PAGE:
This week’s column is all about women, but I’m going to start it off with news about two groups of men. Yeah, I know, I’m a bastard. But it’s good news, on both fronts, and music fans are going to want to know it.
There’s been an explosion of really cool Canadian bands in recent years, including the New Pornographers, Broken Social Scene, and the Grammy-winning Arcade Fire. (Not tired of saying that yet.) But I still think the country’s best band is Sloan. They are masters of ‘60s and ‘70s-inspired power pop, and over 20 years and nine albums, they’ve amassed a killer catalog and a dedicated following. Their 10th album is called The Double Cross (as in “XX,” as in 20, as in their 20th anniversary), and it’s out on May 10.
That’s not even what has me all excited about it, though. It’s the first single, “Follow the Leader,” which you can hear for free right here. If this doesn’t make you want to get up and dance your way to a record store and buy this album, I don’t know what will.
In other brilliant power pop news, Quiet Company has announced that their third album, We Are All Where We Belong, will be released in May or June. If I had a time machine and could travel forward three months and hear this thing right now, I would. I’m anticipating this like no other album this year. But as if to tide me over, this month will see QuietCo’s first DVD release, Live From Studio 6A. Having seen the band live, I can attest to their awesomeness. You’ll be able to buy both the album and DVD from their site. And you should.
You can also see the ridiculously amazing track list for the new album here. Every song has a parenthetical subtitle, and several of them call back to earlier QuietCo tunes. (One of them calls back to two at once.) My favorite: “Fear and Fallacy, Sitting in a Tree (You Were Doing Well Until Everyone Died).” I have no idea what a song with that title might sound like, but I’m excited to find out.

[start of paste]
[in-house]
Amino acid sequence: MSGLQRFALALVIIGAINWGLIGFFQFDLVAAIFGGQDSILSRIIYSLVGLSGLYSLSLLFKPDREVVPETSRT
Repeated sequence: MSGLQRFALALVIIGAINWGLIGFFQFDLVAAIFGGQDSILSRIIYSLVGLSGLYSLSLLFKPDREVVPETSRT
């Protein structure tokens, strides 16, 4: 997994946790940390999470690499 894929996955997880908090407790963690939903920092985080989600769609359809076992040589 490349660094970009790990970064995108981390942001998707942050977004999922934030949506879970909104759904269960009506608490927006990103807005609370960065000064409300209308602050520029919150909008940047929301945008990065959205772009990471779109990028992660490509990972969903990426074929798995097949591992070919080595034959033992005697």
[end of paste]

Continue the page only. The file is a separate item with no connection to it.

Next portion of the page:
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Two out of my top 10 albums of 2010 were made by women. Same with my picks for 2009. And 2008. Only one woman made it into my 2007 list. Ditto 2006.
Why am I telling you this? Ordinarily, demographic information like this doesn’t faze me. I pick the best of the year, as far as I can determine it, and it doesn’t matter if the number one record is made by albino giraffes, it’s still the year’s number one record. But when it comes to female artists, I’m particularly sensitive. There’s a general lack of respect paid to women who write and play their own songs, as if that’s the province of men only, and I don’t want to perpetuate that.
Still, the numbers speak for themselves. I used to console myself by berating the male-driven music business: there just aren’t that many female artists that are allowed to make great music, I’d say. I’m not sure that was ever true, but it’s not true now. The Internet has leveled things out. Women have the exact same opportunities as men, when it comes to making interesting music and getting that music out there. I hear a lot of great music, and more and more of it lately is made by women.
Take this year, for example. We’ve already got one album by a female artist, PJ Harvey’s Let England Shake, that’s practically a lock for the top 10 list. I’ve also loved new things by Over the Rhine and Corinne Bailey Rae. And this week, I have three more albums, by three artists you probably haven’t heard. They’re all worth tracking down, and they should (hopefully) help pump up the number of women in my top 10 list this year.
First up is Texas quintet Eisley. Three sisters, their brother and their cousin, all named DuPree. They play and sing sweet pop music with extraordinary melodies and harmonies. It’s been four years since their second record, Combinations, and the DuPrees have spent it first recording, and then fighting for the right to release their third. They’re off Reprise Records now, and back to the indie world.